The Transgender Psychiatry Fellowship (TPF) program is a one-year fellowship designed to train an individual in various aspects of transgender mental health care. Applicants to the TPF will have completed a residency in General Adult Psychiatry, licensed in New York State and are board eligible. Competency in LGBTQ-related mental health care is desirable.
The goal of the TPF is to teach the requisite knowledge involved in transgender medicine and surgery including transgender specific psychiatric evaluation and diagnostics, transgender-specific cultural sensitivity, hormone therapy, indications and contraindications for surgery. The fellow will see patients in the outpatient setting with various faculty, will carry a case load for acute and longitudinal care, will provide inpatient consultation, teach residents and medical students, provide different modes of treatment including psychopharmacology and psychotherapy. The fellow is expected to present a transgender-related topic during the psychiatry department grand rounds.
The fellow will receive direct clinical supervision from one of the attending on each case, consisting of individual or joint patient interview and subsequent discussion. Fellow will have both medication management and psychotherapy supervision for both acute and longitudinal cases.
Fellow will participate in monthly lectures with expert faculty in the field of transgender health that have medical, surgical and psychiatric backgrounds.
Weekly reading seminar including Journal Club.
Fellows are encouraged to participate in weekly psychosomatic fellows' seminar.
If you are interested in research, you may attend our weekly Research Fellows' Lecture Series to learn more about basic methodology and principles. You are also welcome to participate in other psychiatry research didactics.
At the end of the First Quarter, fellows should be able to:
· Be culturally sensitive to transgender-related issues
· Be proficient in diagnosing gender dysphoria
· Learn the history and evolution of sexual and gender disorders in psychiatry
· Understand the indications and contraindications to transgender surgery
· Have basic familiarity in transgender-related hormone therapy
· Work in interdisciplinary treatment teams
· Perform pre-surgical psychiatric evaluations
At the end of the Second Quarter, fellows should be able to:
Perform all of the First-Quarter-Specific goals and objectives with increasing skill plus:
· Be proficient in the pre- and postoperative management of transgender patients
· Have basic familiarity of medication interactions and contraindications
· Have basic knowledge of the physiological theories for gender dysphoria
· Have basic knowledge of the psychological theories for gender dysphoria
· Be familiar with civil rights movements and legislatorial changes affecting transgender patients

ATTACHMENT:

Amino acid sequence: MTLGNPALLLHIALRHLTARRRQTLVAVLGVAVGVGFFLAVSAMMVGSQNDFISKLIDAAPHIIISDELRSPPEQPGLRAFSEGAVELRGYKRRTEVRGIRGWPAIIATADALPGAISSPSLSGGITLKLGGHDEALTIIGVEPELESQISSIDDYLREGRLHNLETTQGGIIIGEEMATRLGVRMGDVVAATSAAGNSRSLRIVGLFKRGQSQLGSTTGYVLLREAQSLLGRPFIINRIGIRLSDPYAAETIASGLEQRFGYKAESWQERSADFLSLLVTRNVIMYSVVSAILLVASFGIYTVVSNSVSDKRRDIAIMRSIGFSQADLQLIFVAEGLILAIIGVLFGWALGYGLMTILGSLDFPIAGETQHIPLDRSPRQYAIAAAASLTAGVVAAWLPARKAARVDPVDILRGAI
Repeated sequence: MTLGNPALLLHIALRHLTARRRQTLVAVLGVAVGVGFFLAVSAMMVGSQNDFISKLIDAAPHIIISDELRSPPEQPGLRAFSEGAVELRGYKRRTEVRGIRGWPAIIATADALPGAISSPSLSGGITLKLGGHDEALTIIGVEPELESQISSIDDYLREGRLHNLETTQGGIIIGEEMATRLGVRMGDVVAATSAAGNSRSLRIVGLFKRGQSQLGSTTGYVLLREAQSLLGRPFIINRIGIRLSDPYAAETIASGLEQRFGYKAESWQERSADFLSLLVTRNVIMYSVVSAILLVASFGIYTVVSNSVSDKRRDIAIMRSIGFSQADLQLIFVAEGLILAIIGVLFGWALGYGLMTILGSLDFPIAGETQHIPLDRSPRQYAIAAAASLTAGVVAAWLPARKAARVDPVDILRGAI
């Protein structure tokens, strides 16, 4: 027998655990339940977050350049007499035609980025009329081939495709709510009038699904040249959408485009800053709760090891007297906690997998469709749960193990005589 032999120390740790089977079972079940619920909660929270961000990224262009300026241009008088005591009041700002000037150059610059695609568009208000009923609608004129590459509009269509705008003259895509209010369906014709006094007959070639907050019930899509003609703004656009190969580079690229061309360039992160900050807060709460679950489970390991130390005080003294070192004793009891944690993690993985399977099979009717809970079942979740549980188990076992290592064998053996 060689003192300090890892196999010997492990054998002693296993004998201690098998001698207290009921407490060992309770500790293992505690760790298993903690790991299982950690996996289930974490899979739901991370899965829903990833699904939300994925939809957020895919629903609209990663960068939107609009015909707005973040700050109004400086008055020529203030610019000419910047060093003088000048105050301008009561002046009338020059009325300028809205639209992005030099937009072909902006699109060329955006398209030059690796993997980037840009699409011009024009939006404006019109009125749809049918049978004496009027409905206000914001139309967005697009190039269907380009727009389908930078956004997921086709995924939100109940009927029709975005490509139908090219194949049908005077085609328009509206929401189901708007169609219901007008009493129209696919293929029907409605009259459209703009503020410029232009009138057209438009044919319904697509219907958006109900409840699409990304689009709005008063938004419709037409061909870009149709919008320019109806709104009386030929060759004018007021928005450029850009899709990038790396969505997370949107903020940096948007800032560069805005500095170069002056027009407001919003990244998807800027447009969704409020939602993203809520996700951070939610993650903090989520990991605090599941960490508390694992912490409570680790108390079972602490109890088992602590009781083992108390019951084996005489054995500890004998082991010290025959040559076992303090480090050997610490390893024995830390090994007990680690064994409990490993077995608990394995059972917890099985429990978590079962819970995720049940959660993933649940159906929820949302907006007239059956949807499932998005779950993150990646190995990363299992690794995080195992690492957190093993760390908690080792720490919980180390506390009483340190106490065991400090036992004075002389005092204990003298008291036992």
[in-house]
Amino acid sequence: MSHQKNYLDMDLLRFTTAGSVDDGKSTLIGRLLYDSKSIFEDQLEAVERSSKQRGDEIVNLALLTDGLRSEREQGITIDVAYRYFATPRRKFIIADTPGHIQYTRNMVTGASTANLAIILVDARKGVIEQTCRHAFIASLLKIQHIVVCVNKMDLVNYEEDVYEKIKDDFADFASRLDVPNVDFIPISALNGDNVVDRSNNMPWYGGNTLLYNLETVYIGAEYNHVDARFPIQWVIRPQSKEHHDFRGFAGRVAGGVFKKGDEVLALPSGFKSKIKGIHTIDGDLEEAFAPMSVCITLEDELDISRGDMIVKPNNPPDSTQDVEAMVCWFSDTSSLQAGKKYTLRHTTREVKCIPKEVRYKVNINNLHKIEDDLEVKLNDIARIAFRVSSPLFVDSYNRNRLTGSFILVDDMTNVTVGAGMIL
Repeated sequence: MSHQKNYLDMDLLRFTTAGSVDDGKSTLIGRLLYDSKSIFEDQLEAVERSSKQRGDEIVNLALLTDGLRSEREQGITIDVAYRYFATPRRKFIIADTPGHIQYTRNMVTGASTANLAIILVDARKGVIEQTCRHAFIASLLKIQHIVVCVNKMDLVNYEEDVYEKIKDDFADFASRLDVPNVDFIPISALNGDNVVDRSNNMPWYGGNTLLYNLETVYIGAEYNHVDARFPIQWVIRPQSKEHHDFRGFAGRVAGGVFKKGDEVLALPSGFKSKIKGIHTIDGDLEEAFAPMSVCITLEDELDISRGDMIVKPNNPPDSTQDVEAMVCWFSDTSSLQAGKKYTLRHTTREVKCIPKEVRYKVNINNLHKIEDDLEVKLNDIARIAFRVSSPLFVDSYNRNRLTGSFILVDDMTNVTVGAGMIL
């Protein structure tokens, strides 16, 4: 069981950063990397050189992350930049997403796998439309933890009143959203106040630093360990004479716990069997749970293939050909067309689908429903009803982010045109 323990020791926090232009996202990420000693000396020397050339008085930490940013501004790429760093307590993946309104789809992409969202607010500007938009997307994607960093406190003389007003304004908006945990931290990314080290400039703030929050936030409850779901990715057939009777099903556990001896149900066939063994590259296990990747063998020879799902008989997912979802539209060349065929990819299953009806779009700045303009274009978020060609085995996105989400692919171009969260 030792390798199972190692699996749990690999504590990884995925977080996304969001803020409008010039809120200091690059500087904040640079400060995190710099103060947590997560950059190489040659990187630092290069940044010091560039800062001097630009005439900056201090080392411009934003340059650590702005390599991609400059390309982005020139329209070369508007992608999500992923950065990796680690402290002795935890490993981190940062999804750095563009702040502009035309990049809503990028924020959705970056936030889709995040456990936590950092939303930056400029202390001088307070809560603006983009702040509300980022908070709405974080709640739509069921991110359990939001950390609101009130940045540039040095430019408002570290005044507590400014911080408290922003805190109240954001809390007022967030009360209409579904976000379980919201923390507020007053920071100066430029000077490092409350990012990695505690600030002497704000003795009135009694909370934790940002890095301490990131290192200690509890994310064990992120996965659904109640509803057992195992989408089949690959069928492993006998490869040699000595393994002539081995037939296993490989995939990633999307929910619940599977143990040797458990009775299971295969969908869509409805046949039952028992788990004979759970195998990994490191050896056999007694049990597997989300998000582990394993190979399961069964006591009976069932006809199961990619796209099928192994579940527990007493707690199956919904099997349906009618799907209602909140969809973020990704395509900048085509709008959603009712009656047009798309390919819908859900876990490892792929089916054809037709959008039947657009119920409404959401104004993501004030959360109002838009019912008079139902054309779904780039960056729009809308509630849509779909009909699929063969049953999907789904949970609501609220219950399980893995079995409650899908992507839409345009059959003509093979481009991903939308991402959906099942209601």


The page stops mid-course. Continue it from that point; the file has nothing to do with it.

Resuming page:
At the end of the Third Quarter, fellows should be able to:
Perform all of the above Quarter-Specific goals and objectives with increasing skill plus:
· Provide education to interdisciplinary teams on transgender mental health care
· Be proficient in providing education, support and therapy for family members and partners of transgender patients
· Have comprehensive knowledge of community-based resources for transgender patients
At the end of the Fourth Quarter, fellows should be able to:
Perform all of the above Quarter-Specific goals and objectives with increasing skill plus:
· Provide independent and comprehensive care to pre- and postoperative transgender patients
For further information about the fellowship, as well as the Center for Transgender Medicine and Surgery see the links below
A first-of-its-kind document from the Association of American Medical Colleges lays out 30 core competencies that will be rolled into physician training. The goal: a culture change in how healthcare is provided to the LGBT community.
A landmark report from the Association of American Medical Colleges includes the first guidelines for training physicians to care for people who identify as lesbian, gay, bisexual, or transgender, who are gender nonconforming, or who are born with differences of sex development. The report, released this week, establishes 30 core competencies that AAMC says physicians should be required to master.
“This groundbreaking publication represents a major step forward in giving medical schools, teaching hospitals, and health systems a roadmap for improving the care of LGBT and other individuals with differences in gender identity, gender expression, and sex development,” AAMC President and CEO Darrell G. Kirch, M.D., said in a statement.
The guidelines will encourage family and healthcare professionals to move away from thinking of these patients differently from others, Kirch added.
“Physicians and medical school faculty members are committed to treating all patients equally, yet research shows that everyone has unconscious biases that can affect how we interact with people from different experiences and backgrounds,” he said. “This new resource will help train physicians to overcome these blind spots and deliver high-quality care to all patients.”